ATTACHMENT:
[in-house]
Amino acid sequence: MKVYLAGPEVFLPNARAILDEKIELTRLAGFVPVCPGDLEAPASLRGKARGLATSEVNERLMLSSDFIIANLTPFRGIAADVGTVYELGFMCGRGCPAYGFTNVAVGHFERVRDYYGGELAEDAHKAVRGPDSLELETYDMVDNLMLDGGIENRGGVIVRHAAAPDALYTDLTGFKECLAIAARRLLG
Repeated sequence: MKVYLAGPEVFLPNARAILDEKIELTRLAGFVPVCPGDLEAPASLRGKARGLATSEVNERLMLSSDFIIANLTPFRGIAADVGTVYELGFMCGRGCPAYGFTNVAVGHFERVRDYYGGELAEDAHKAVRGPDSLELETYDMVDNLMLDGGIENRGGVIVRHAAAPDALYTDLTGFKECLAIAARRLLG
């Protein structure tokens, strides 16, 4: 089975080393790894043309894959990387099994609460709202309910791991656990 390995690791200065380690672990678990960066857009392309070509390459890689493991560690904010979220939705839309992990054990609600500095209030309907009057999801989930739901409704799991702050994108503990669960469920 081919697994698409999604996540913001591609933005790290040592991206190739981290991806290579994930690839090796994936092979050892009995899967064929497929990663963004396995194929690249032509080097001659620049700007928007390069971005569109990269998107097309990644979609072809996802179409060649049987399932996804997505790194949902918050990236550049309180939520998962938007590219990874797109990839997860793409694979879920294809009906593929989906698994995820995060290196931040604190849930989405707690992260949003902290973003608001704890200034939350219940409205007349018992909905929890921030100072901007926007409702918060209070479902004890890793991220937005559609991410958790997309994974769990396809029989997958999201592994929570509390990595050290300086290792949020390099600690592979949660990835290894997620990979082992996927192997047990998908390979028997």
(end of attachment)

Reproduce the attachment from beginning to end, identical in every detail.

[in-house]
Amino acid sequence: MKVYLAGPEVFLPNARAILDEKIELTRLAGFVPVCPGDLEAPASLRGKARGLATSEVNERLMLSSDFIIANLTPFRGIAADVGTVYELGFMCGRGCPAYGFTNVAVGHFERVRDYYGGELAEDAHKAVRGPDSLELETYDMVDNLMLDGGIENRGGVIVRHAAAPDALYTDLTGFKECLAIAARRLLG
Repeated sequence: MKVYLAGPEVFLPNARAILDEKIELTRLAGFVPVCPGDLEAPASLRGKARGLATSEVNERLMLSSDFIIANLTPFRGIAADVGTVYELGFMCGRGCPAYGFTNVAVGHFERVRDYYGGELAEDAHKAVRGPDSLELETYDMVDNLMLDGGIENRGGVIVRHAAAPDALYTDLTGFKECLAIAARRLLG
């Protein structure tokens, strides 16, 4: 089975080393790894043309894959990387099994609460709202309910791991656990 390995690791200065380690672990678990960066857009392309070509390459890689493991560690904010979220939705839309992990054990609600500095209030309907009057999801989930739901409704799991702050994108503990669960469920 081919697994698409999604996540913001591609933005790290040592991206190739981290991806290579994930690839090796994936092979050892009995899967064929497929990663963004396995194929690249032509080097001659620049700007928007390069971005569109990269998107097309990644979609072809996802179409060649049987399932996804997505790194949902918050990236550049309180939520998962938007590219990874797109990839997860793409694979879920294809009906593929989906698994995820995060290196931040604190849930989405707690992260949003902290973003608001704890200034939350219940409205007349018992909905929890921030100072901007926007409702918060209070479902004890890793991220937005559609991410958790997309994974769990396809029989997958999201592994929570509390990595050290300086290792949020390099600690592979949660990835290894997620990979082992996927192997047990998908390979028997």